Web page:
Young Natural History Scientists Meeting 2017

I will be at the 4th Young Natural History Scientists Meeting in Paris. This event is dedicated to young researchers (master or PhD students). I will give a talk about my master 1 project, entitled “Lava flow mapping and area estimation using radar coherence images”. Here is the abstract:

Interferometric synthetic aperture radar (InSAR), more specifically calculation of coherence images, can be used to infer changes in the ground surface’s geometry. If these changes come from the emplacement of a lava flow, coherence images can then be used to map the flow. For this purpose, we developed an algorithm which separates the lava flow pixels from the others depending on their median shade. After processing the picture, we get a map and a surface for a given date. By doing this for several dates, we thus can follow the time and space evolution of the lava flow.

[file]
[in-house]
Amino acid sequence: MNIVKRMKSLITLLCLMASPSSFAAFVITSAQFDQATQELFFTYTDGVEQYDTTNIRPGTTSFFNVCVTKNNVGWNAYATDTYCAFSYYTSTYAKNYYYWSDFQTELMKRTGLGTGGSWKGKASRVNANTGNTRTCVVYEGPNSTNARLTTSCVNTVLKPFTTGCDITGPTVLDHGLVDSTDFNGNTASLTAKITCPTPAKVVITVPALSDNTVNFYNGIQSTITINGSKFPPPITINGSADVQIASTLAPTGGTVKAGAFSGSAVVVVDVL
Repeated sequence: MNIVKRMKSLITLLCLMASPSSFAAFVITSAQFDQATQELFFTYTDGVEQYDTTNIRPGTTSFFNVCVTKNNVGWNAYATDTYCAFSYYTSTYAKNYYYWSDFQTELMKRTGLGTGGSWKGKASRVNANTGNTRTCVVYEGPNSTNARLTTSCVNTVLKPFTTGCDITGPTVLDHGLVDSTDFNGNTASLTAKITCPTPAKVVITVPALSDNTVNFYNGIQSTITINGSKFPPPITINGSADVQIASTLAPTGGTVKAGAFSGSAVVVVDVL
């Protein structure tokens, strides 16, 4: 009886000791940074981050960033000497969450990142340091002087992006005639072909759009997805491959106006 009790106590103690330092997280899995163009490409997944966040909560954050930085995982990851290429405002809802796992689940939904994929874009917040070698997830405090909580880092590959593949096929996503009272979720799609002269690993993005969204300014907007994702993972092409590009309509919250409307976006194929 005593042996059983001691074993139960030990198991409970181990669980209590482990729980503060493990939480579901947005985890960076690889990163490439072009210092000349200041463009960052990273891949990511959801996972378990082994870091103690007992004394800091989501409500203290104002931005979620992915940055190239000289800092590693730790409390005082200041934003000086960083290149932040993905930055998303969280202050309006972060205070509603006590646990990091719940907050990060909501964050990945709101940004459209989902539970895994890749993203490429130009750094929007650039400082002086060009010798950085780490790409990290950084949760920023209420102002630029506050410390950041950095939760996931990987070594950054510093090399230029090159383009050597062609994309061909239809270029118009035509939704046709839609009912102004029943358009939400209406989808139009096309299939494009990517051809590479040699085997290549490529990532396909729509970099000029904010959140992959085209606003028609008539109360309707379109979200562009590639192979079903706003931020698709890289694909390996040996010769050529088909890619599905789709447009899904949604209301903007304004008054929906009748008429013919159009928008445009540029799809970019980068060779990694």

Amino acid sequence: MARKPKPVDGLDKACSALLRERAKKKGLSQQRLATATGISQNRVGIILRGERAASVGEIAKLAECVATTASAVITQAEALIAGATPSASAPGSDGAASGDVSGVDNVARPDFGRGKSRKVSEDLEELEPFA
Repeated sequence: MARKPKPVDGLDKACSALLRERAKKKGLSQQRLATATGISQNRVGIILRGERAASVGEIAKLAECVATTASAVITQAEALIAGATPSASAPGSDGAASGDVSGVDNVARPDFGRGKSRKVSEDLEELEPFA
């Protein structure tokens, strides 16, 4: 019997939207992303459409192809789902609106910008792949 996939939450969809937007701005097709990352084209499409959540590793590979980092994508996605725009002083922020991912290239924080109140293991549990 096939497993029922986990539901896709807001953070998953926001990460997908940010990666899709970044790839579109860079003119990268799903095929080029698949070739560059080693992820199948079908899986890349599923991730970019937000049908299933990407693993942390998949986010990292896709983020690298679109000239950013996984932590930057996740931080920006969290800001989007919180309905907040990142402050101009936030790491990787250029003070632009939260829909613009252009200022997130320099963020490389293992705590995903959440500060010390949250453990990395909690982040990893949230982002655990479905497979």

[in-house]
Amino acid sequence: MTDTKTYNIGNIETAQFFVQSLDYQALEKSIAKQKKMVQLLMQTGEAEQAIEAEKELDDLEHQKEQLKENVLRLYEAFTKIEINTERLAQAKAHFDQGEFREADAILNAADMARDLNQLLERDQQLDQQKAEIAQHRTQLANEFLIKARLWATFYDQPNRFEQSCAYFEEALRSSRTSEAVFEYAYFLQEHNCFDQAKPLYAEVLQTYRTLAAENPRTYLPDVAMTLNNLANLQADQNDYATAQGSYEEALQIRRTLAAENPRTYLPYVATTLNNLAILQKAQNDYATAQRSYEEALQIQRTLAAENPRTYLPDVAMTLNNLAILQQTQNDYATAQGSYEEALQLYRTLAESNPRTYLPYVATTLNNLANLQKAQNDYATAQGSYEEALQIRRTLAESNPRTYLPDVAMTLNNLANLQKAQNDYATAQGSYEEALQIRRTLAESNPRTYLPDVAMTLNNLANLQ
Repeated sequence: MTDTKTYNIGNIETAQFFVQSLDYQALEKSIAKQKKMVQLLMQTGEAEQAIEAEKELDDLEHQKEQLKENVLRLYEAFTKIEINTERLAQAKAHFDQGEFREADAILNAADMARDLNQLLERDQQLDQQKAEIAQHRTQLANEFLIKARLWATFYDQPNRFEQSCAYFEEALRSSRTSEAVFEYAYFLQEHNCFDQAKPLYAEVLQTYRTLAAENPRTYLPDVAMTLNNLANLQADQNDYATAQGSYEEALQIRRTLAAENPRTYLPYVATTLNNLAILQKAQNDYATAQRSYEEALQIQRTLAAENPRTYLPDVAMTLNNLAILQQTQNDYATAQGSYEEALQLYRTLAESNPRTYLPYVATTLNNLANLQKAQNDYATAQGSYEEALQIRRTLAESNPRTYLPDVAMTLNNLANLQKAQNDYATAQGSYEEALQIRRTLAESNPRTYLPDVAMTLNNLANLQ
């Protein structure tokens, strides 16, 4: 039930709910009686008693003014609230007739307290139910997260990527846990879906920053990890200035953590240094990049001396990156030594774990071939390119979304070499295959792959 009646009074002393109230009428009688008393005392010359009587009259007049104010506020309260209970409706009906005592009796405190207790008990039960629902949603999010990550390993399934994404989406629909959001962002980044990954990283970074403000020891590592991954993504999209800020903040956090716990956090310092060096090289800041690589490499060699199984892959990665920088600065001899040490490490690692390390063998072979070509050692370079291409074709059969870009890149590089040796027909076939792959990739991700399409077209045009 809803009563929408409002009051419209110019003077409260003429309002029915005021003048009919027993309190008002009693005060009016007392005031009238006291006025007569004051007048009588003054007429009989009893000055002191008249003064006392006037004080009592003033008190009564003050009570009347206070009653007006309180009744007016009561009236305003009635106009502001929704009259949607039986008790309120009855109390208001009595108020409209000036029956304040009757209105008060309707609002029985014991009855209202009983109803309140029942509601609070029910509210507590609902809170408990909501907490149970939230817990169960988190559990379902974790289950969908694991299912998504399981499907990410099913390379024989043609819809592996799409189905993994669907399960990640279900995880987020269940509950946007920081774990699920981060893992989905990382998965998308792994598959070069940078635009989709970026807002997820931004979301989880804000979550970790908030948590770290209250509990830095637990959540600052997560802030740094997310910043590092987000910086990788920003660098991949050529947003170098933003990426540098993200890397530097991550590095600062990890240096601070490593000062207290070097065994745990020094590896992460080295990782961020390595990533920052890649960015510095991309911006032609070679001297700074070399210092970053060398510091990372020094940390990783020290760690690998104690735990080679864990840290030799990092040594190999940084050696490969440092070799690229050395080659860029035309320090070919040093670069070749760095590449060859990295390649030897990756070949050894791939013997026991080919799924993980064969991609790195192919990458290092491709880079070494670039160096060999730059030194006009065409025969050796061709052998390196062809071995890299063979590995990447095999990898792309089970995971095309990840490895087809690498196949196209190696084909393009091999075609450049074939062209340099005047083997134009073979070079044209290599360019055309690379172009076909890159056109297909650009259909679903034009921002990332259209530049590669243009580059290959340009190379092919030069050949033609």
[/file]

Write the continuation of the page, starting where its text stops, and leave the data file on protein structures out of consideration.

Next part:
For the August – October 2015 eruption of Piton de la Fournaise, available InSAR data allowed us to map the lava flow at nine different dates between 08/29/15 and 11/01/15. We estimated the flow’s area for each date; at the end of the eruption, the total area estimation is 4.251 106 ± 4.5 104 m2. This work could be pursued to map active parts of the flow and to estimate the volume of emitted products.

Hope to see you there!

Pacaya in EARTH Magazine

The October issue of EARTH Magazine has a story about the volcano Pacaya (Guatemala) by Michael Steel. The article features some of the photos I took during my trip there. It was three months after the May 2010 eruption, while the lava flow was still quite hot. Check it out!

Below: Pacaya’s 2010 lava flow rolling over the green hills of Guatemala.